Facebook Launches Trusted Friends and App Passwords Security Features to Reduce Lock Out

As part of National Cyber Security Awareness Month, Facebook has begun the rollout of two new security features to help users regain access to their accounts if they’re locked out and let them access third-party applications safely. Trusted Friends lets locked out users have an access code sent to their close friends. App Passwords lets users bypass the Login Approvals security feature that doesn’t work with some apps by using a unique app-specific password.

Facebook users can sometimes be locked out of their accounts by Facebook’s automated security systems that occasionally produce false positives, as well as by hackers. Users who know about these new features and take the time to enable them will benefit from a reduced chance of being blocked from their account. This will help Facebook reduce the number of horror stories about users losing access to their account for days or weeks, which can permanently hurt users’ perception of the service and lead people to rail against Facebook to their friends.

Trusted Friends builds on Facebook’s Social Authentication security feature that lets users regain access to their accounts by identifying friends in photos — something very difficult for a hacker to do. Facebook likens Trusted Friends to “giving a house key to your friends when you go on vacation”. If users lose their own key (password) as well access to their email account to which a forgotten or lost password could be sent, a friend can unlock their account for them.

To enable Trusted Friends, users will select three to five of their closest friends who’d be willing to help and wouldn’t abuse the ability to access their account. If a user is then locked out, they can then have an access code sent to these friends, who then share it with them in person, or via an electronic means other than Facebook. The locked out user can submit the code to unlock their account.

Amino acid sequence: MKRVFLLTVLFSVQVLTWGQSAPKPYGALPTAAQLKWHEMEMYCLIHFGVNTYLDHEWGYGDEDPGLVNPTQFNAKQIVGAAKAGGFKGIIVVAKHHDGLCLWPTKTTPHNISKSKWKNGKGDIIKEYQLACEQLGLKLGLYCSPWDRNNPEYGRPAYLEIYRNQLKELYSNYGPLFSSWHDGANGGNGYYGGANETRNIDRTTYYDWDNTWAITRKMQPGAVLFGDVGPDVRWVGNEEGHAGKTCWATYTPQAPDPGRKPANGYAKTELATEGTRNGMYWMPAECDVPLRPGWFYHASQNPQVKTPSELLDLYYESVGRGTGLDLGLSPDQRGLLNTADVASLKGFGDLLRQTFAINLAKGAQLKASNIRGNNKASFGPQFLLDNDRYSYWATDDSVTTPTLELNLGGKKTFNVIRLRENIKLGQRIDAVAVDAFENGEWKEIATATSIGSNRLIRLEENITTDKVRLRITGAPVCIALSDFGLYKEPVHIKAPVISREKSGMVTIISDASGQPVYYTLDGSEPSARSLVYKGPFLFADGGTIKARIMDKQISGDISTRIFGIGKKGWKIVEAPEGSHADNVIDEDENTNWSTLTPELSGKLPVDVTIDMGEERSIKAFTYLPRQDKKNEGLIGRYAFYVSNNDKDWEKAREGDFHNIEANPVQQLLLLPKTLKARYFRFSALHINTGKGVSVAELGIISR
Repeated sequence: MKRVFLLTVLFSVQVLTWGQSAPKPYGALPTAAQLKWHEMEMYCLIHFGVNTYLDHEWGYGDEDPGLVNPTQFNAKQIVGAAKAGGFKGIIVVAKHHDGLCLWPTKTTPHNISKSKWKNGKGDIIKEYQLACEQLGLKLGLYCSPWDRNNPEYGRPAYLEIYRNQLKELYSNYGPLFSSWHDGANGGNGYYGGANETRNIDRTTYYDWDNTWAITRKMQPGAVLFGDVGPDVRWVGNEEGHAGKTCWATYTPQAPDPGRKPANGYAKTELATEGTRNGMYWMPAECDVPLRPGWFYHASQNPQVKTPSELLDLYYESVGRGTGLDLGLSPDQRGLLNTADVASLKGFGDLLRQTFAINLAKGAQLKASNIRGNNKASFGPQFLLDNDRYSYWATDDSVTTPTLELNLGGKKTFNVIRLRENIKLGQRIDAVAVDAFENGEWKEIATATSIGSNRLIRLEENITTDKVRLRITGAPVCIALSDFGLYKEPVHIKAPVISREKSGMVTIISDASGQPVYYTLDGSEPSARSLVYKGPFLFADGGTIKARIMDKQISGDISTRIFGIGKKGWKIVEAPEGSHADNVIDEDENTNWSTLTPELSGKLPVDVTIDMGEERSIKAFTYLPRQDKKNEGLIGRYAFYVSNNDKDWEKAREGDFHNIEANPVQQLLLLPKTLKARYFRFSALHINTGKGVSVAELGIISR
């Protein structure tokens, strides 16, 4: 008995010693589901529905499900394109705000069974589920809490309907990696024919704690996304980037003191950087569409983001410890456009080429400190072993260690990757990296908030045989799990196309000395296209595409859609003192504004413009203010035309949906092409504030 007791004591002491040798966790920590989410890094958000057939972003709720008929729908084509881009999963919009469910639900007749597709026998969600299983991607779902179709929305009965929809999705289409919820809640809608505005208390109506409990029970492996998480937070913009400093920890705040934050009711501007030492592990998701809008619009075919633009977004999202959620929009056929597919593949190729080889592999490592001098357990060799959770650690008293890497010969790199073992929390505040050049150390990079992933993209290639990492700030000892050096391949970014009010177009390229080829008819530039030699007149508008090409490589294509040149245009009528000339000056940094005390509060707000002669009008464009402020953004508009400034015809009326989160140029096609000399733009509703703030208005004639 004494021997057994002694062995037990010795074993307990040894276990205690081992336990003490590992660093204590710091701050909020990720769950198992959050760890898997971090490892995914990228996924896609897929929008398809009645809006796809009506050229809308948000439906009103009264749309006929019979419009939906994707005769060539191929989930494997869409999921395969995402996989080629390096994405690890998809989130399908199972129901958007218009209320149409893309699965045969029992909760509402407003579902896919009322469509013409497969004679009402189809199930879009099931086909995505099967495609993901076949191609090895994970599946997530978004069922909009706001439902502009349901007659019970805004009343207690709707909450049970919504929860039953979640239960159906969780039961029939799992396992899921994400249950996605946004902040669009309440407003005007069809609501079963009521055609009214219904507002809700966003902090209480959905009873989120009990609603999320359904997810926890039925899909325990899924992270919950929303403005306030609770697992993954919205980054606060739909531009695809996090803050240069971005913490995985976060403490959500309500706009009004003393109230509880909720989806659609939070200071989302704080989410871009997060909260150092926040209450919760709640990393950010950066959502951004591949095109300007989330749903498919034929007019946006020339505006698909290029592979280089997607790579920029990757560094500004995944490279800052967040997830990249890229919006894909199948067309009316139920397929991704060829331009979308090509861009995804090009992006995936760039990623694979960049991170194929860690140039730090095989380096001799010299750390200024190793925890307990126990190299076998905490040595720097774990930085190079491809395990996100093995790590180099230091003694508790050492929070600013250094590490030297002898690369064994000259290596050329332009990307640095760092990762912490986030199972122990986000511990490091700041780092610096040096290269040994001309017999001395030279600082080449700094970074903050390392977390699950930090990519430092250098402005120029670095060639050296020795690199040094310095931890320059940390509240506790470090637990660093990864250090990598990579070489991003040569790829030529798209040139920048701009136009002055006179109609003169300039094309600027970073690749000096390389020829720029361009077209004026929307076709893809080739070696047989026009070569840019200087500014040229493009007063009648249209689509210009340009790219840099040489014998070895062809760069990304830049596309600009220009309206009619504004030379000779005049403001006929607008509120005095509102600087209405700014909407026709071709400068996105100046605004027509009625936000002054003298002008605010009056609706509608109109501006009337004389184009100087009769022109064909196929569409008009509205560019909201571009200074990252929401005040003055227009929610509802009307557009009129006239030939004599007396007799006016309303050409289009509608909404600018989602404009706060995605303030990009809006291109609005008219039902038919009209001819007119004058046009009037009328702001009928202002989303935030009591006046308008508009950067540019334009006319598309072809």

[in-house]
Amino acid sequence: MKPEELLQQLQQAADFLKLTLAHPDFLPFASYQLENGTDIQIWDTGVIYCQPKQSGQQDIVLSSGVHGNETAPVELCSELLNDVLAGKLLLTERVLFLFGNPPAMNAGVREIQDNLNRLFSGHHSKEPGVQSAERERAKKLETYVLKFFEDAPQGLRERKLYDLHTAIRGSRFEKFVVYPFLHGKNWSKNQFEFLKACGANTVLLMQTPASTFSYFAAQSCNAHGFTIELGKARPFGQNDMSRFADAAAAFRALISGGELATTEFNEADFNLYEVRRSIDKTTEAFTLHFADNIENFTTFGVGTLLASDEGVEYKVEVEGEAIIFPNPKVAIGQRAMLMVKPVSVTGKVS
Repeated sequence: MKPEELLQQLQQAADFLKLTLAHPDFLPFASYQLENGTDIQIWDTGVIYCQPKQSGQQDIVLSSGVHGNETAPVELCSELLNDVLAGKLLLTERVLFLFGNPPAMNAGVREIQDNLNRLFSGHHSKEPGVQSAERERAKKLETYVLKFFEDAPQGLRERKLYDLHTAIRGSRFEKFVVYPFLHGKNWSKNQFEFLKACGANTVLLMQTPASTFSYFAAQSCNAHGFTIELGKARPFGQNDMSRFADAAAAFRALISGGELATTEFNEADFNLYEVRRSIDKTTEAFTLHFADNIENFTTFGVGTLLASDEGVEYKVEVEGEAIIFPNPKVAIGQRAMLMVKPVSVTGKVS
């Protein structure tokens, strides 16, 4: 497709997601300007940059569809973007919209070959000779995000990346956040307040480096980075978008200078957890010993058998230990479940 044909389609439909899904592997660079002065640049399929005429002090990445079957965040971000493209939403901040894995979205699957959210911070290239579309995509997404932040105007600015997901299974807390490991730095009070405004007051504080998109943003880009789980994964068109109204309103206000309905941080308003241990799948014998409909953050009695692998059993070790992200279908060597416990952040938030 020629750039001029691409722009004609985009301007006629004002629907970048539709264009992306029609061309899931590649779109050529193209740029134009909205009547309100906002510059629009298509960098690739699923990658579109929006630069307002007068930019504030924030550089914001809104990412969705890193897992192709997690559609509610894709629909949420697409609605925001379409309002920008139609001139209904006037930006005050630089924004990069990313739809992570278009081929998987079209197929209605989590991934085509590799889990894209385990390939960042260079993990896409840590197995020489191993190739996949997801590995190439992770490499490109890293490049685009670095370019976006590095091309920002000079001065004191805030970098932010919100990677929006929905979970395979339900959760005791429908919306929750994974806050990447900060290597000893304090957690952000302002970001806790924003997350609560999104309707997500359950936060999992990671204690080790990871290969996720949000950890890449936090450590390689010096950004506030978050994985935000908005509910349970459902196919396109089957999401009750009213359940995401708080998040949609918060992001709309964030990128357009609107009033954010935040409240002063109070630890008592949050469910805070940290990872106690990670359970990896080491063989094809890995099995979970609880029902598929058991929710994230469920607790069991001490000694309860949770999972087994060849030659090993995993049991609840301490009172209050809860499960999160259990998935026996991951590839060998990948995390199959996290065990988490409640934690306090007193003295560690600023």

In some cases Social Authentication can prove to difficult for users to complete, especially if the photos shown are of a friend when they were younger, or of a weak acquaintance such as someone met through social games. Facebook has improved the feature over time to only ask users to identify photos that clearly display a face of a friend they frequently interact with. Still, false positives have occurred and legitimate account owners have been be denied access. Now if this happens, Facebook can use Trusted Friends, if enabled, to prevent sustained account lockout.

Facebook implemented a security feature earlier this year called Login Approvals that when enabled requires users to enter a security code texted to their phone whenever they login to Facebook or a third-party app. However, some types of apps using atypical interfaces, such as Xbox, Spotify, and Skype don’t properly generate the code entry dialog. This can cause users with Login Approvals enabled to be denied access to these third-party apps.

To solve this problem, Facebook has created App Passwords. Rather than entering their primary Facebook password alongside their email address, they can enter a unique App Password instead to effectively turn off Login Approvals for that app. Users can visit the Account Settings -> Security tab and enter the name of an app generate a unique password for it.

While App Passwords are only necessary for a the small percentage of people who both use Login Approvals and some special apps, Trusted Friends can help all users. Facebook should run an awareness campaign for the feature finishes being rolled out. That way it can continue aggressively protecting the site from hackers but reduce the risk of users enduring the nightmare of being blocked from the social network that’s one of their core communication mediums.